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A Scientist's Voice in American CultureSimon Newcomb and the Rhetoric of Scientific Method$
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Albert Moyer

Print publication date: 1992

Print ISBN-13: 9780520076891

Published to California Scholarship Online: May 2012

DOI: 10.1525/california/9780520076891.001.0001

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Mental and Psychical Sciences

Mental and Psychical Sciences

Challenging Current Beliefs

Chapter:
(p.166) Chapter X Mental and Psychical Sciences
Source:
A Scientist's Voice in American Culture
Author(s):

Albert E. Moyer

Publisher:
University of California Press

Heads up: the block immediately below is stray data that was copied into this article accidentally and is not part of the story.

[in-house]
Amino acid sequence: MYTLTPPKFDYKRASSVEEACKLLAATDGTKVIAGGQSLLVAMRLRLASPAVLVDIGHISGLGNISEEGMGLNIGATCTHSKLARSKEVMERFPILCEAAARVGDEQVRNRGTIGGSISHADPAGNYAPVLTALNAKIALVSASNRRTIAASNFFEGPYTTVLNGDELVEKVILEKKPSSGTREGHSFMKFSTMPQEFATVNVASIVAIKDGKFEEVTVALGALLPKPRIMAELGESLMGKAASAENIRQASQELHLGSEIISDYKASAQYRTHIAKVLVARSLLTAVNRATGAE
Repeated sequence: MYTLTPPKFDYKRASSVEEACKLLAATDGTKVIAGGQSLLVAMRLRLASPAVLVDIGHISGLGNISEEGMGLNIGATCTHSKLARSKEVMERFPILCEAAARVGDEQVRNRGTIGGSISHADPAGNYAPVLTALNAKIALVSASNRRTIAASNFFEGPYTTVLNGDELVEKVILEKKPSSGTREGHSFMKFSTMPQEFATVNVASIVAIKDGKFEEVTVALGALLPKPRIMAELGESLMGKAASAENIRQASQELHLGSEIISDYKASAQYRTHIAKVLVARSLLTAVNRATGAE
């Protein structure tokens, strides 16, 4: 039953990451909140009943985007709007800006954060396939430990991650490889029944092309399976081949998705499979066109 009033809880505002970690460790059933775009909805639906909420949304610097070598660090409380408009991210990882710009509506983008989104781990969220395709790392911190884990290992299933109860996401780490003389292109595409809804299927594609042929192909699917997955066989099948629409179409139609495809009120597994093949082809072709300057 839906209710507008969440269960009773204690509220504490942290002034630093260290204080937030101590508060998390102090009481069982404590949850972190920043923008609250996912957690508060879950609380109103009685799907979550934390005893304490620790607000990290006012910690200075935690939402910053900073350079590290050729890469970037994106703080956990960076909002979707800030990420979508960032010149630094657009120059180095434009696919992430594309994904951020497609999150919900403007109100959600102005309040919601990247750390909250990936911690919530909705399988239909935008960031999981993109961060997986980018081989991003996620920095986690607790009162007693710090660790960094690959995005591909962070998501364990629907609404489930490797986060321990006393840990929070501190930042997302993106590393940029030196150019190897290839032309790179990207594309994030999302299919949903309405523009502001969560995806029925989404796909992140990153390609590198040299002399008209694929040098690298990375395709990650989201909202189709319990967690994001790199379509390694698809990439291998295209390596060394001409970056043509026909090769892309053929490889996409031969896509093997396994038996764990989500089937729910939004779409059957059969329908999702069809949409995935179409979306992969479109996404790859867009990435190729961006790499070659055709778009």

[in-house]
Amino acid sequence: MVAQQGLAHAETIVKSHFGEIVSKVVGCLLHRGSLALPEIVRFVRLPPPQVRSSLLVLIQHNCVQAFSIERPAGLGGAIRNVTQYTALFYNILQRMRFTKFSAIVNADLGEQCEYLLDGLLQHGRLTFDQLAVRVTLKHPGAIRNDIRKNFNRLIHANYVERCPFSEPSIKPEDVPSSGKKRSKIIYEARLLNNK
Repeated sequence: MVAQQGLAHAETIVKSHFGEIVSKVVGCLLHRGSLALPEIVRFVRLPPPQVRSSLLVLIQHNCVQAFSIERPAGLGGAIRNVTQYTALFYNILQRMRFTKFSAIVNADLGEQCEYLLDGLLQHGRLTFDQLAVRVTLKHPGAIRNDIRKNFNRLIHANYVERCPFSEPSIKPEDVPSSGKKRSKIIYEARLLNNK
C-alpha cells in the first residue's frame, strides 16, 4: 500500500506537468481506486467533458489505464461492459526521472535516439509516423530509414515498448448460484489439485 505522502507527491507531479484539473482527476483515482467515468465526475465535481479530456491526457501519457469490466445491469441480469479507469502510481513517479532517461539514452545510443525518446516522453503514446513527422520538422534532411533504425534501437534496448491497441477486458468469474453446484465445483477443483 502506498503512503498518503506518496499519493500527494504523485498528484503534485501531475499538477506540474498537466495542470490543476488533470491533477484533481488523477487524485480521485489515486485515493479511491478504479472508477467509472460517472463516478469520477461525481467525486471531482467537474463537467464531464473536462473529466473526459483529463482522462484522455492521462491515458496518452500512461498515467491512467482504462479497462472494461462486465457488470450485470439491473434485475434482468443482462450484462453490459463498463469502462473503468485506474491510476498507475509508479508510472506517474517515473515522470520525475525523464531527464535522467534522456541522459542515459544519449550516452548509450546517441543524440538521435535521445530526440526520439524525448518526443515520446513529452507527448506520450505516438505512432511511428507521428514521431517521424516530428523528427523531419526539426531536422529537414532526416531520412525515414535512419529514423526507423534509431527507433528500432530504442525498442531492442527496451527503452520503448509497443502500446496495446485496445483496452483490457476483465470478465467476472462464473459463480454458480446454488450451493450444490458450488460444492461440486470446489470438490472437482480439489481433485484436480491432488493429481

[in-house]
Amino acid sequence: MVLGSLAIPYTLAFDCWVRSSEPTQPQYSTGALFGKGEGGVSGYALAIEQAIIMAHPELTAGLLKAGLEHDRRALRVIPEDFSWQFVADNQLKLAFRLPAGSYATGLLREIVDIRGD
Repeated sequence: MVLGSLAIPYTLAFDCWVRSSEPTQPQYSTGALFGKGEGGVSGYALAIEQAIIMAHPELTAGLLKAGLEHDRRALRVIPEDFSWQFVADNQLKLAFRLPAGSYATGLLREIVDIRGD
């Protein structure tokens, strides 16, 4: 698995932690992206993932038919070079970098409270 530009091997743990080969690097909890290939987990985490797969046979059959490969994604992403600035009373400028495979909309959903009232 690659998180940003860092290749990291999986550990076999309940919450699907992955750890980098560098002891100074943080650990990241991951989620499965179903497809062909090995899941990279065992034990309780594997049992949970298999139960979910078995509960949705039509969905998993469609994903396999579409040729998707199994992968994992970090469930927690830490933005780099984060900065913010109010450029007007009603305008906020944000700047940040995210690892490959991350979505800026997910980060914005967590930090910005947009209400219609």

DOI:10.1525/california/9780520076891.003.0010

Although Newcomb was confident of the conceptual foundations of modern science, he did question the reliability of some of the superstructures built on them, and thus attempted to discredit the common belief in “scientific materialism”—the belief that mental phenomena could be reduced to physical processes. Similarly, he sought to debunk the growing belief in what might be called “scientific spiritualism”—the belief that psychic phenomena could be attributed to new and unseen processes operating in, for example, the ether. These probings of the superstructure of science, of scientific materialism and scientific spiritualism, are merely modest examples of Newcomb operating on our first level of methodological rhetoric. They are only modest examples because, although Newcomb was employing methodological pronouncements to discredit emerging and still-controversial theories of perceived scientific merit, he was neither grappling with theories of central concern to practicing natural scientists nor always directing his remarks to his professional colleagues.

Keywords:   Simon Newcomb, scientific materialism, mental phenomena, scientific spiritualism

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